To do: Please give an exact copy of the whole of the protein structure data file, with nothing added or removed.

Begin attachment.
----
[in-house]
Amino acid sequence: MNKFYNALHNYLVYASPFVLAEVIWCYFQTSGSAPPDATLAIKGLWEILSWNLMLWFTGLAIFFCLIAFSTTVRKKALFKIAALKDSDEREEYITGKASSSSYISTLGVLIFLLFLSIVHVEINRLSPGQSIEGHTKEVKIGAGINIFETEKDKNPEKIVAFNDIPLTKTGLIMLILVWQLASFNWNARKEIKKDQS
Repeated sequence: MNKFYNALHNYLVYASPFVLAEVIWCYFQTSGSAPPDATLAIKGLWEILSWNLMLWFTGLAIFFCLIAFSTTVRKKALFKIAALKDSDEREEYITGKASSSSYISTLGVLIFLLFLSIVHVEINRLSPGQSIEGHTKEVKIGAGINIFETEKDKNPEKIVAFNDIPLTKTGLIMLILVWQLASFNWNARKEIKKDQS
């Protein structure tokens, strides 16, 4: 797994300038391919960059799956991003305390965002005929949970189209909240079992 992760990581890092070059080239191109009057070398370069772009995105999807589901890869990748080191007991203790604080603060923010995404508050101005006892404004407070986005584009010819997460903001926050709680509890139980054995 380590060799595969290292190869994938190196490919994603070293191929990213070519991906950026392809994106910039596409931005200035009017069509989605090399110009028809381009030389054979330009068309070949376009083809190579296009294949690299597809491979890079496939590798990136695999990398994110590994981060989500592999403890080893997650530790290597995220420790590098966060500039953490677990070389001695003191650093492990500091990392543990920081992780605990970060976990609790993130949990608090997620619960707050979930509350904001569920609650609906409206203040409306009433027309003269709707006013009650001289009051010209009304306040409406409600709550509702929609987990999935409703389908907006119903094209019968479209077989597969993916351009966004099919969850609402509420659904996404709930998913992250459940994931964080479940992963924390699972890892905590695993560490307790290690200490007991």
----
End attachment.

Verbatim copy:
[in-house]
Amino acid sequence: MNKFYNALHNYLVYASPFVLAEVIWCYFQTSGSAPPDATLAIKGLWEILSWNLMLWFTGLAIFFCLIAFSTTVRKKALFKIAALKDSDEREEYITGKASSSSYISTLGVLIFLLFLSIVHVEINRLSPGQSIEGHTKEVKIGAGINIFETEKDKNPEKIVAFNDIPLTKTGLIMLILVWQLASFNWNARKEIKKDQS
Repeated sequence: MNKFYNALHNYLVYASPFVLAEVIWCYFQTSGSAPPDATLAIKGLWEILSWNLMLWFTGLAIFFCLIAFSTTVRKKALFKIAALKDSDEREEYITGKASSSSYISTLGVLIFLLFLSIVHVEINRLSPGQSIEGHTKEVKIGAGINIFETEKDKNPEKIVAFNDIPLTKTGLIMLILVWQLASFNWNARKEIKKDQS
């Protein structure tokens, strides 16, 4: 797994300038391919960059799956991003305390965002005929949970189209909240079992 992760990581890092070059080239191109009057070398370069772009995105999807589901890869990748080191007991203790604080603060923010995404508050101005006892404004407070986005584009010819997460903001926050709680509890139980054995 380590060799595969290292190869994938190196490919994603070293191929990213070519991906950026392809994106910039596409931005200035009017069509989605090399110009028809381009030389054979330009068309070949376009083809190579296009294949690299597809491979890079496939590798990136695999990398994110590994981060989500592999403890080893997650530790290597995220420790590098966060500039953490677990070389001695003191650093492990500091990392543990920081992780605990970060976990609790993130949990608090997620619960707050979930509350904001569920609650609906409206203040409306009433027309003269709707006013009650001289009051010209009304306040409406409600709550509702929609987990999935409703389908907006119903094209019968479209077989597969993916351009966004099919969850609402509420659904996404709930998913992250459940994931964080479940992963924390699972890892905590695993560490307790290690200490007991």